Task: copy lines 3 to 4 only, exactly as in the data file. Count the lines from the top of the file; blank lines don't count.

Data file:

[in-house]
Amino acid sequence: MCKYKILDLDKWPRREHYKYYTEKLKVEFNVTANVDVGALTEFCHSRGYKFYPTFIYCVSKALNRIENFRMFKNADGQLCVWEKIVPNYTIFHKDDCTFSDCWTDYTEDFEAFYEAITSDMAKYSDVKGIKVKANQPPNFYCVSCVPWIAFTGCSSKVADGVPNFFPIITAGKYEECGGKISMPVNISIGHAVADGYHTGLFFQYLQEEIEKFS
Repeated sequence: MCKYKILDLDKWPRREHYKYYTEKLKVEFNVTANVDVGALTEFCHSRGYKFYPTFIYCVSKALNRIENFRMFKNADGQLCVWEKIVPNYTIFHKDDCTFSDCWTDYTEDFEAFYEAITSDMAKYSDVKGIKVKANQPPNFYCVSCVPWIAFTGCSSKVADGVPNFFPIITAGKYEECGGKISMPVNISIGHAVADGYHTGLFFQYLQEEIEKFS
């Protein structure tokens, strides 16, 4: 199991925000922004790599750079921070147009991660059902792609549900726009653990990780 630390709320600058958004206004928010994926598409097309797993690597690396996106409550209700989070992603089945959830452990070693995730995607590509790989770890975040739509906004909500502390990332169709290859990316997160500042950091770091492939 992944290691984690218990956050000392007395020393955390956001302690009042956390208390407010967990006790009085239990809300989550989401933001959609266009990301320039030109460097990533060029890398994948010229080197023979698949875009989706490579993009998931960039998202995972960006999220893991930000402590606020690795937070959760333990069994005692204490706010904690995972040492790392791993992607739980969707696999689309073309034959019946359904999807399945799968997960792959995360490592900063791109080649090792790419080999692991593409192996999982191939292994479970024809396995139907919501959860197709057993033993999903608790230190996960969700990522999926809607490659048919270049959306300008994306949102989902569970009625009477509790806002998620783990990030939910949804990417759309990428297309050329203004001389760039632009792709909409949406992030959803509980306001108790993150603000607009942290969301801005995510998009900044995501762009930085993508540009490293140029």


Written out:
Repeated sequence: MCKYKILDLDKWPRREHYKYYTEKLKVEFNVTANVDVGALTEFCHSRGYKFYPTFIYCVSKALNRIENFRMFKNADGQLCVWEKIVPNYTIFHKDDCTFSDCWTDYTEDFEAFYEAITSDMAKYSDVKGIKVKANQPPNFYCVSCVPWIAFTGCSSKVADGVPNFFPIITAGKYEECGGKISMPVNISIGHAVADGYHTGLFFQYLQEEIEKFS
């Protein structure tokens, strides 16, 4: 199991925000922004790599750079921070147009991660059902792609549900726009653990990780 630390709320600058958004206004928010994926598409097309797993690597690396996106409550209700989070992603089945959830452990070693995730995607590509790989770890975040739509906004909500502390990332169709290859990316997160500042950091770091492939 992944290691984690218990956050000392007395020393955390956001302690009042956390208390407010967990006790009085239990809300989550989401933001959609266009990301320039030109460097990533060029890398994948010229080197023979698949875009989706490579993009998931960039998202995972960006999220893991930000402590606020690795937070959760333990069994005692204490706010904690995972040492790392791993992607739980969707696999689309073309034959019946359904999807399945799968997960792959995360490592900063791109080649090792790419080999692991593409192996999982191939292994479970024809396995139907919501959860197709057993033993999903608790230190996960969700990522999926809607490659048919270049959306300008994306949102989902569970009625009477509790806002998620783990990030939910949804990417759309990428297309050329203004001389760039632009792709909409949406992030959803509980306001108790993150603000607009942290969301801005995510998009900044995501762009930085993508540009490293140029």